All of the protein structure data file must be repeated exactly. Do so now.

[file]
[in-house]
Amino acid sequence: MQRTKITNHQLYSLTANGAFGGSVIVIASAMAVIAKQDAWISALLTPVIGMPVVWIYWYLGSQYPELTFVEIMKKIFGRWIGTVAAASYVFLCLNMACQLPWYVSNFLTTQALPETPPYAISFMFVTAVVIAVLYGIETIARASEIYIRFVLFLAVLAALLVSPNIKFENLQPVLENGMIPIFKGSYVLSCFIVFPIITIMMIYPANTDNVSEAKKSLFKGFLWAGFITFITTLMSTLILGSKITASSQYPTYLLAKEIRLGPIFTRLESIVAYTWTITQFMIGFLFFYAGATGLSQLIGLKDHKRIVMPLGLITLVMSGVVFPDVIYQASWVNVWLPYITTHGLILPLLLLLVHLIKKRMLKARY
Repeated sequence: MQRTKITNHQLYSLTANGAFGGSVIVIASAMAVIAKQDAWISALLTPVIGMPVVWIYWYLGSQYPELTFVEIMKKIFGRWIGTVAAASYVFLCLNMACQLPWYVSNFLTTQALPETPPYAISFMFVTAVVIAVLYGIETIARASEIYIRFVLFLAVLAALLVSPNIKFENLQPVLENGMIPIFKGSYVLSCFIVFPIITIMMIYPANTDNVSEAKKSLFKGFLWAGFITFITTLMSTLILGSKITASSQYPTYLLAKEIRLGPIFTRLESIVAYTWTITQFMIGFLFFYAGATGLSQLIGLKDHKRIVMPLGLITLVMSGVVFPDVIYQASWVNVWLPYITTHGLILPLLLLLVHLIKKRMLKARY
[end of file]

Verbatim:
[in-house]
Amino acid sequence: MQRTKITNHQLYSLTANGAFGGSVIVIASAMAVIAKQDAWISALLTPVIGMPVVWIYWYLGSQYPELTFVEIMKKIFGRWIGTVAAASYVFLCLNMACQLPWYVSNFLTTQALPETPPYAISFMFVTAVVIAVLYGIETIARASEIYIRFVLFLAVLAALLVSPNIKFENLQPVLENGMIPIFKGSYVLSCFIVFPIITIMMIYPANTDNVSEAKKSLFKGFLWAGFITFITTLMSTLILGSKITASSQYPTYLLAKEIRLGPIFTRLESIVAYTWTITQFMIGFLFFYAGATGLSQLIGLKDHKRIVMPLGLITLVMSGVVFPDVIYQASWVNVWLPYITTHGLILPLLLLLVHLIKKRMLKARY
Repeated sequence: MQRTKITNHQLYSLTANGAFGGSVIVIASAMAVIAKQDAWISALLTPVIGMPVVWIYWYLGSQYPELTFVEIMKKIFGRWIGTVAAASYVFLCLNMACQLPWYVSNFLTTQALPETPPYAISFMFVTAVVIAVLYGIETIARASEIYIRFVLFLAVLAALLVSPNIKFENLQPVLENGMIPIFKGSYVLSCFIVFPIITIMMIYPANTDNVSEAKKSLFKGFLWAGFITFITTLMSTLILGSKITASSQYPTYLLAKEIRLGPIFTRLESIVAYTWTITQFMIGFLFFYAGATGLSQLIGLKDHKRIVMPLGLITLVMSGVVFPDVIYQASWVNVWLPYITTHGLILPLLLLLVHLIKKRMLKARY